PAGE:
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Hoya Elliptica: Best Grow & Care Guide

Fancy leaves of Hoya Elliptica match the design of turtle shells, but unlike the sluggish animal, Hoyas can grow quickly with proper attention!       

Generally, Hoya Elliptica thrives in bright indirect sunlight for 2-4 hours with 60°F-85°F temperature and 60%- 80% humidity. Ensure well-draining but acidic soil and water 2-4 times a week,  fertilization every 2-4 weeks, and repotting once in 2-3 years with occasional pruning in spring and summer.

Sometimes skimpy care prevents Hoya Elliptica from spreading fast, so let’s head into the details about properly fostering the plant.

Overview of Hoya Elliptica 

Hoya Elliptica gets its name from the elliptical leaves, adding a trademark to the plant.

Moreover, the leaves are artfully decorated with white lines, which are the leaf veins. 

Common NameWax Plant, Wax Vine, Wax Flower, Porcelain Flower, and Turtle Shell Hoya
Scientific NameHoya elliptica
Status and EcologyLifespan: Evergreen Perennial

Habit: Climbing Epiphytic Shrub

Habitat: Tropical Rainforests

Native Range: East Asia, Pacific Islands, and Australia

USDA Zones: 10 to 11
Growth RateFast
Plant Size10 to 12 feet
Growing SeasonSpring and Summer (March to August)
Leaf CharacteristicsShape: Elongated and Elliptical

Size: 5 to 8 centimeters long

Color: Grayish Green to Dark Green

Texture: Glossy to Slight Velvety
Flowering SeasonSpring and Summer (March to August)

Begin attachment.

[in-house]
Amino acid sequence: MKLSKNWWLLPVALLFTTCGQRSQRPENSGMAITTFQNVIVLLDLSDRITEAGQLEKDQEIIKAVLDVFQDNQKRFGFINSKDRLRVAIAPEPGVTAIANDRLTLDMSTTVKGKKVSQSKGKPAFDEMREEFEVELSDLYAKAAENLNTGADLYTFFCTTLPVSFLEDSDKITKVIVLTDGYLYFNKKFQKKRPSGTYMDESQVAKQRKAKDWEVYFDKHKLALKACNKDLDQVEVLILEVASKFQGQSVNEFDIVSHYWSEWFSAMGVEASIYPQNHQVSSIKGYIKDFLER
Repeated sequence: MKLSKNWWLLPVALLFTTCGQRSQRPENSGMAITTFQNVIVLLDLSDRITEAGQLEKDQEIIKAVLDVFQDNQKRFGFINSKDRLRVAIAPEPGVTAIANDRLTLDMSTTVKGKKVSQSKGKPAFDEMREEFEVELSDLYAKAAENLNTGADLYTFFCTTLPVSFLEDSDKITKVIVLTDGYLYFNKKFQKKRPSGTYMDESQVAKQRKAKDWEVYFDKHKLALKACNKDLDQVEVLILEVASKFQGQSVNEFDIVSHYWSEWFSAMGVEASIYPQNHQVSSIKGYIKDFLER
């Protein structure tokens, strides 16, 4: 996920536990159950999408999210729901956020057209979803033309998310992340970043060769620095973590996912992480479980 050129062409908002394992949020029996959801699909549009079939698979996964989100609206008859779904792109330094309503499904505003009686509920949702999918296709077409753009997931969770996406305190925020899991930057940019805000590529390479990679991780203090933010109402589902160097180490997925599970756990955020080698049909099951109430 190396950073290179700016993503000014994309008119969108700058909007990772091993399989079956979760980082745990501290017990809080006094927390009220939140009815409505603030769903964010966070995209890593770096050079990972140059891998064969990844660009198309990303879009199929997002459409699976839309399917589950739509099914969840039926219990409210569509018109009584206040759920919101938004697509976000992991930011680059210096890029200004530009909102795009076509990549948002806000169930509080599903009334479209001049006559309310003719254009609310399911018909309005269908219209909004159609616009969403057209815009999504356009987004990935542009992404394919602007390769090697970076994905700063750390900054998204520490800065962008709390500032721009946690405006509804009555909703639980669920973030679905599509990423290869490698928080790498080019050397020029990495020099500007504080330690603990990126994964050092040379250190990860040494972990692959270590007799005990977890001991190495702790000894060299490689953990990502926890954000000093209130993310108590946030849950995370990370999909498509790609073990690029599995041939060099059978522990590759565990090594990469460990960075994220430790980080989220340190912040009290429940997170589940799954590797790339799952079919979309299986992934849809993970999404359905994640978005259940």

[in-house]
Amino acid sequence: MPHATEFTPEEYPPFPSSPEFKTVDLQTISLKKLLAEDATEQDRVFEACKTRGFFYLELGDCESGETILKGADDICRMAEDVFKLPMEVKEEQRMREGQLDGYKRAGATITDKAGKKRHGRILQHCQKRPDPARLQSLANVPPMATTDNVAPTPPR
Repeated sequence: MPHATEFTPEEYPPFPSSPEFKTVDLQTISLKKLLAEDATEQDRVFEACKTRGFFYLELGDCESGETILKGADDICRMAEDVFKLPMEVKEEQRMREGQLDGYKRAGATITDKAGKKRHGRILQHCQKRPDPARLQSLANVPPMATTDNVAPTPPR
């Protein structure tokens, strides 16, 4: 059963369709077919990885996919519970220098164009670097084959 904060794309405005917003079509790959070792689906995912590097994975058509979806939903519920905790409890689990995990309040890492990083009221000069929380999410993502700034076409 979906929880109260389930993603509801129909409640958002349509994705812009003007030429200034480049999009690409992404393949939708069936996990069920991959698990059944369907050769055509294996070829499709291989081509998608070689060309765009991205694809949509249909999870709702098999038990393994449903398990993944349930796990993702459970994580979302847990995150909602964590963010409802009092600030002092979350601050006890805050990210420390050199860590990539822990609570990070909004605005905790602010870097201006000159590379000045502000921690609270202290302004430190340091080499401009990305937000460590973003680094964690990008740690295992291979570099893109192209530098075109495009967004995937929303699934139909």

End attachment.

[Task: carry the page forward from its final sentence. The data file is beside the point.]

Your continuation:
Flower CharacteristicsInflorescence: Umbel

Color: White with reddish-pink center

Shape: Star-shaped

Fragrance: Sweet, honey-like scent
ToxicityToxic to humans and pets
SpecialtyLeaves, Flowers, and Stem secrete a milky white sap when bruised

Both sides of the leaves have "boxed" patterns of veins like on the surface of turtle shell

Hoya Elliptica: A Complete Care Guide

There are more than 500 species and even more cultivars worldwide, which originate from Southeast Asia.

Although Hoya Elliptica loves to roam around your hospice because of its climbing habit, you can manage the plant by binding its stem to support a climbing basket.

Image illustrates the growth requirements and features of Hoya Elliptica
Hoya Elliptica requires careful consideration of basic care requirements to sustain its growth and flowering

1. Light and Temperature

Hoya plant requires proper light intensity for the leaf patterns to form, so without light, the design on the leaves rarely appears.

Hoya Elliptica needs bright indirect sunlight, but you can keep it beside an east-facing window for 2 to 4 hours to give it a direct morning and evening shine with a temperature around 65°F-80°F.

A south-facing window can also work, but you must place the plant at least 3 feet away to avoid direct light.

Harsh light escalates the temperature, curling the leaves, turning them yellow, and the tips turn crisp.

Likewise, low temperatures below 50°F can also drastically turn the leaves yellow, and they fall off.

To avoid this, keep your plant from chilly winter winds, radiators or cooling vents, or any drafty north-facing windows.

For outdoor Hoyas, use frost blankets to cover them in winter and give the plant a few sprays of water in summer to cool it down.

2. Watering and Humidity

Hoya Elliptica has fleshy leaves with some water, but it appreciates high humidity and watering when the top 1-2 inches top soil dries. 

Water Hoya Elliptica 2 to 4 times a week in spring and summer by sustaining humidity levels between 60% and 80%.

In winter, reduce watering to every 12 to 15 days. This is because Hoyas have thick leaves, and due to their epiphytic nature, they can hold a little water in the leaves.